On “a few”:
They’re using “a” to say 1, and “a few” to mean 2-3 or 2-4 or something like that. The reason for this is simple:
To leave you guessing how many bandit leaders / necromancers / orc warriors you’re fighting exactly.
If they said “a couple” and THEN said “a few,” it’d mean you’d have a more precise knowledge of how many enemies you’re fighting. A little mystery goes a long way in making you reconsider your attack (such as is that “a few” Necromancers 2 or 3?), which I personally think is a good thing.
Heroes of Might and Magic does this a lot, too, including the vaunted #3. Hell, I think “1” enemy counts as “a few” in their games. It’s to keep you guessing / keep you on your toes.
Main character-related stuff:
There is no main character.
On Shakespearean English:
Yeah, that’s just unnecessary.
Notes on event diversity, character diversity, factions, and battles:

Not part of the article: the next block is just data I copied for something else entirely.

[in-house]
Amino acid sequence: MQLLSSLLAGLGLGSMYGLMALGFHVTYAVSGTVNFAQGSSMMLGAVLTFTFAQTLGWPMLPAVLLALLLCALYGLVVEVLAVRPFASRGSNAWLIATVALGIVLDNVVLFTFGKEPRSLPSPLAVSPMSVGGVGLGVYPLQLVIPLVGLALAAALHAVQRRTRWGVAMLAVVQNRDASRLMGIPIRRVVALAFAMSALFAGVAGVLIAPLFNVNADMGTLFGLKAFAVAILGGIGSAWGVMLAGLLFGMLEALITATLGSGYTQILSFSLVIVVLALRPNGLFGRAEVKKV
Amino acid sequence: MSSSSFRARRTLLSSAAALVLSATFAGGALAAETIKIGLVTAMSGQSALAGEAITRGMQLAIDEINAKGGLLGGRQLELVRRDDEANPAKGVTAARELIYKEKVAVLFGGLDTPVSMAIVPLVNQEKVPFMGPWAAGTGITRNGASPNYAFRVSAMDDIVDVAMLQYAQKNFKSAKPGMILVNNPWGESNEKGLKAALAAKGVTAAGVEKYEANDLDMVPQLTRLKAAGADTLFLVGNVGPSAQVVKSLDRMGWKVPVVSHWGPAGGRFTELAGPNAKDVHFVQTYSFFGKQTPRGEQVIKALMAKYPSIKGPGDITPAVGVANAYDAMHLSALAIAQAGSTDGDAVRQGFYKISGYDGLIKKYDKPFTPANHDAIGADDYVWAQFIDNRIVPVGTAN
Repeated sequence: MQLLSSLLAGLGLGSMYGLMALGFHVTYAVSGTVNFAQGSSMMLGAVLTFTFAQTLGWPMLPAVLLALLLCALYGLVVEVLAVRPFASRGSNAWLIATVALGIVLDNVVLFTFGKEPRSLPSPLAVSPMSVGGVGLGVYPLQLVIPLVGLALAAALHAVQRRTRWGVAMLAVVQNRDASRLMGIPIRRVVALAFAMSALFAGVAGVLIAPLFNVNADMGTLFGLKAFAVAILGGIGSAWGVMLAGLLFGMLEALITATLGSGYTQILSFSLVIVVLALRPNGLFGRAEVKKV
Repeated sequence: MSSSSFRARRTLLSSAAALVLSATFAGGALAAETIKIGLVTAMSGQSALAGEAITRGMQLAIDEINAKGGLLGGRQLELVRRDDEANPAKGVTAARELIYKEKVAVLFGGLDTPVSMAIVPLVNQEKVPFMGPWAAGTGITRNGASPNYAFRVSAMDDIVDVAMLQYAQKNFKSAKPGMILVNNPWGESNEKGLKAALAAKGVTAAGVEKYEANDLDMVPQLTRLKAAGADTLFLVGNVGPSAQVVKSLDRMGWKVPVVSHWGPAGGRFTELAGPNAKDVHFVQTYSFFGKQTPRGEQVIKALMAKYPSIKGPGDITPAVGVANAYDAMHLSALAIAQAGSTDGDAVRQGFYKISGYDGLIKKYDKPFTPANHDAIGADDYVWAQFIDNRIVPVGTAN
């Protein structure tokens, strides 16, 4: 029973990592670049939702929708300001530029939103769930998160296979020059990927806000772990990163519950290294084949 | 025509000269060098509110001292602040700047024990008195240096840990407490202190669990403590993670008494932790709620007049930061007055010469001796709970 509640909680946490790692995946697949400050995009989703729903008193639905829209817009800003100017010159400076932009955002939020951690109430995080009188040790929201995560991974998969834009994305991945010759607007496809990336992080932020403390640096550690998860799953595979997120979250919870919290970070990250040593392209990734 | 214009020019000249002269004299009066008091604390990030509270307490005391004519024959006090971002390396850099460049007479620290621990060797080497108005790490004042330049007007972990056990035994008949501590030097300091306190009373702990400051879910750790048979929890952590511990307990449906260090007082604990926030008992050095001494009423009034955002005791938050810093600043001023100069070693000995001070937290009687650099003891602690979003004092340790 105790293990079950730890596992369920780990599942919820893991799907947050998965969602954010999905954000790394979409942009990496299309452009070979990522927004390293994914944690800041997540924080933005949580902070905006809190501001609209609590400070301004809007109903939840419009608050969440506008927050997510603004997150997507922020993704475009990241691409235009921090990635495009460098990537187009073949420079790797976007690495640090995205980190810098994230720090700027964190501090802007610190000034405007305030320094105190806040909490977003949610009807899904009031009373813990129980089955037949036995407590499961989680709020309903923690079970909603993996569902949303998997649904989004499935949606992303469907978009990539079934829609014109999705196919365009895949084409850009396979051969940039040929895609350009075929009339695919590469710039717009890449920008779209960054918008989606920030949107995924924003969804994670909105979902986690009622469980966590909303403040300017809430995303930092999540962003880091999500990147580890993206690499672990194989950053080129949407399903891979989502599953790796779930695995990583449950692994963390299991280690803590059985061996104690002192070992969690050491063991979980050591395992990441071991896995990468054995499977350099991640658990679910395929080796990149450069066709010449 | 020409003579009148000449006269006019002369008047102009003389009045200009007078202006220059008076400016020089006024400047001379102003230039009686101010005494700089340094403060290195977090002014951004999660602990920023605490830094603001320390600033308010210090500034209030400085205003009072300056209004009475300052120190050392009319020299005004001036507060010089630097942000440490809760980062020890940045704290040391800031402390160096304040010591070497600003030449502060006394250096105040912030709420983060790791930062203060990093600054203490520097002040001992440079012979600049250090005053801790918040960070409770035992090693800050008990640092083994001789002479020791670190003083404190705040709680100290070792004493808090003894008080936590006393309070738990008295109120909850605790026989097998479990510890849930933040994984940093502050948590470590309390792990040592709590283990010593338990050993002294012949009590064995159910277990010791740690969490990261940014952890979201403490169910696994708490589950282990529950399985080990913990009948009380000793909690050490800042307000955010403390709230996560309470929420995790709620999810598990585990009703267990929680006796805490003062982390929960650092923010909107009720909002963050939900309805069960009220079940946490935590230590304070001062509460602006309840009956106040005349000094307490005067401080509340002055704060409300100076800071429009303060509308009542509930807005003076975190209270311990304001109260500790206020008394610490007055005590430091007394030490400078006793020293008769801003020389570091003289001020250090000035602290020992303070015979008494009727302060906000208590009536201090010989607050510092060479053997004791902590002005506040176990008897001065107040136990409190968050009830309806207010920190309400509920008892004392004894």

These are way better points. We’re in an early stage of the game where things aren’t entirely fleshed out – thus the Early Access tag. Some of the things you mentioned are definitely weak points in the game as of right now. The fog of war issue, the suggest to diversify the way people talk in different regions – that’s good stuff. I think you’re onto something. Honestly, I could see the fog of war being black and unexplored for some maps, such as enemy encampments and dungeons and such, but should we really have that for EVERY map? Wouldn’t a simple foggy overlay be better for some battles?
Those weak points are also on the “to-do” list for the devs, definitely, but these sort of suggestions can give them something to think about, certainly.
There’s a few spelling errors to be found throughout the game, and there are a few punctuation problems… but by and large the developers have done very well. But in-character dialogue in this game is often meant to reflect a character’s education, and I find all the dialogue easily understandable. Not sure where you’re having difficulty.
I’ve actually thought of volunteering to sift through stuff to find actual mistakes before. There ARE a few areas the spelling and punctuation could be fixed, as said. But they’re not incredibly common.